“The standard industry way of establishing best practice is by precedent: look at an incident and learn from it so that it does not happen again. It is industry-led, and it works; but it is reactive. My biggest customer, Norbord, looked at it and said ‘Can we get better at this? There is so much oil associated with panel making; so can we reduce the process risk at site level, and do it proactively?’

“So that is what we do. The reality is that risk has to be made visible. So we work to pass on our knowledge to the people operating the press, those at the source of the risk, the site itself. We pass on our knowledge of risk to the customer and help him to know how to handle those risks. Actually supplying the oil is secondary to that, and we do not much mind whether he gets his oil from us or from someone else.”

The interest in these services has grown hugely in recent years, especially in the US, says the MD.

“In Europe, as I have said, it was new regulations that sparked the growth. In the US, it is partly led by insurance companies. In the decade to 1989, the largest US insurers in the panel industry recorded 54 ‘losses’ – in other words, a major incident roughly every two months. Between 1990 and 2008 it stayed at around that level – so we are talking of costs of hundreds of millions of dollars.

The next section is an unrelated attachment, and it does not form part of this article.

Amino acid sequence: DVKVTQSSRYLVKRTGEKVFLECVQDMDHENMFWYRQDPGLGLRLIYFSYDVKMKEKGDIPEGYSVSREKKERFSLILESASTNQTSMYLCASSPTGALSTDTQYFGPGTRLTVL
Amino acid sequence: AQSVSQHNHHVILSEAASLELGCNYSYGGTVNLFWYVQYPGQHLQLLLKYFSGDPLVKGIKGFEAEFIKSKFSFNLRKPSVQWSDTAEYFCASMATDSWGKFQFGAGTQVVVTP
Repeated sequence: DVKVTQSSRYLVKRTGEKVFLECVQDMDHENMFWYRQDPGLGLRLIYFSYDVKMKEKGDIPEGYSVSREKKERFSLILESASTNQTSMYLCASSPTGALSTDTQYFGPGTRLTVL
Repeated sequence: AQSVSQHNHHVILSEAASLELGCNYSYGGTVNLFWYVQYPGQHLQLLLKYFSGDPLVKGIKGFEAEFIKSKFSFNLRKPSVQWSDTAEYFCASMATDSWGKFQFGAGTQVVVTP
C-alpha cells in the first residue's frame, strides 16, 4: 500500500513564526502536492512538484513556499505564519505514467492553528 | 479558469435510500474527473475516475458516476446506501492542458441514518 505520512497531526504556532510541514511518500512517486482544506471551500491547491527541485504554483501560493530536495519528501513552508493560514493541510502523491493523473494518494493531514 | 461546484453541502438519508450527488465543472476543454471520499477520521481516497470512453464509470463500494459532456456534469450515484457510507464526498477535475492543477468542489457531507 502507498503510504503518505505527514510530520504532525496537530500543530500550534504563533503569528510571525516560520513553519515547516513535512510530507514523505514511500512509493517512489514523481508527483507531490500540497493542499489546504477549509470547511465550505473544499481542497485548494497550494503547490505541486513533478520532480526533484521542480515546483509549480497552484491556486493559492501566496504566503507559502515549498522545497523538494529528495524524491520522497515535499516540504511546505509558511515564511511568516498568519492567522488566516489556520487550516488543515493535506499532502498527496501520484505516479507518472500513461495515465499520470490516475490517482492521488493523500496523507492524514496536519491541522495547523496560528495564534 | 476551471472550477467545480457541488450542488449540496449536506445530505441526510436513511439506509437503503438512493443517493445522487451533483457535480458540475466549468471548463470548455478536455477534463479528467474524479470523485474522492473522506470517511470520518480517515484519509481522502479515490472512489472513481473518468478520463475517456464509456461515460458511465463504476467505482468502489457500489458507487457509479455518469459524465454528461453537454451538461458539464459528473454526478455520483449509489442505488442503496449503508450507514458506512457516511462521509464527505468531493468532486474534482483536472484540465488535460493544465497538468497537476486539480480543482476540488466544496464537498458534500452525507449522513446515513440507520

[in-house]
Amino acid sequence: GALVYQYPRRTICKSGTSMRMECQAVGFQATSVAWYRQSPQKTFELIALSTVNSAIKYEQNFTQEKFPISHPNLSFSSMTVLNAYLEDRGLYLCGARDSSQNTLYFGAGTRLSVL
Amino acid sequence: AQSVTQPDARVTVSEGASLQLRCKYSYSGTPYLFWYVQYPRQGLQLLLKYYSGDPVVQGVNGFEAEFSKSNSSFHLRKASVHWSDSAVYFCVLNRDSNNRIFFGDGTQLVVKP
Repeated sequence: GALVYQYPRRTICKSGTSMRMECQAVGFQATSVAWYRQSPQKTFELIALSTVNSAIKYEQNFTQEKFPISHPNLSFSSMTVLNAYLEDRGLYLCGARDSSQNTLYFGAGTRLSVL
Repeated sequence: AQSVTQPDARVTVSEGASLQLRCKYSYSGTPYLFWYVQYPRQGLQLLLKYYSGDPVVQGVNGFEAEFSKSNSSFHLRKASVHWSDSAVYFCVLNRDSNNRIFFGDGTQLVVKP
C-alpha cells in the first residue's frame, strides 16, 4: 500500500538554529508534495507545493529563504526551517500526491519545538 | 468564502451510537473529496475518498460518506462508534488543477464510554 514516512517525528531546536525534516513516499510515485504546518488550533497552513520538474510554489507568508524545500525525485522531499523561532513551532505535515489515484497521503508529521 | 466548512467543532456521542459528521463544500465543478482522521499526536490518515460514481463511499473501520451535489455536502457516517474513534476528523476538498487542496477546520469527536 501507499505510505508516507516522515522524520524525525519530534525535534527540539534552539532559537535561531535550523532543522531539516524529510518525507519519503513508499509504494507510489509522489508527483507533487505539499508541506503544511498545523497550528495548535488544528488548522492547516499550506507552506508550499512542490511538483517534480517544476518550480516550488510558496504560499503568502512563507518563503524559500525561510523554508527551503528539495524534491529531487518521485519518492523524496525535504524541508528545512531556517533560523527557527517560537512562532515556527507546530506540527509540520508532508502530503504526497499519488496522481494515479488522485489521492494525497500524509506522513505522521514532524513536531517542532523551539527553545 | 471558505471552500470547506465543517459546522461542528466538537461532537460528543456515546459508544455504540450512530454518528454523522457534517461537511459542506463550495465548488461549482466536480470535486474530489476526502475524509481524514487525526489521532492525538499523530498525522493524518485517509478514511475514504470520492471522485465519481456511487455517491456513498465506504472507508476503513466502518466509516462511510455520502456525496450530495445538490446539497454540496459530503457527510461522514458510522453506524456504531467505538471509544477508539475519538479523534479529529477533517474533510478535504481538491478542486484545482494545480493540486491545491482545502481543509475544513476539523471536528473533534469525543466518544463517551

“But since the 2008 financial collapse there has been another cause. Dozens of mills were mothballed then. Now owners are looking at restarting them. But since they have been gathering dust for a decade, restarting involves more than just turning the key. Upgrading, rethinking and redesigning procedures is necessary.”

Insurance companies are concerned with infrastructure. “We work more with the systems – how they work at site level – to understand the root causes of a hazard and to put them right. For example, a refractory failure in a heater would show up in a lab sample; if an over-temperature alarm goes off, what does that mean and what should the operator do apart from hit an off-button switch? The combination of our experts, the operator’s on-site expertise, and passing our knowledge on to the operators is what counts.

Regulations now require operators to take ownership of risks. If they do not understand the risks, they are understandably afraid of doing that.

“That is where we step in.”

The opening of new plants, and the reopening of old ones, mean that Thermal Oil Solution’s North American subsidiary is likely to be kept very busy.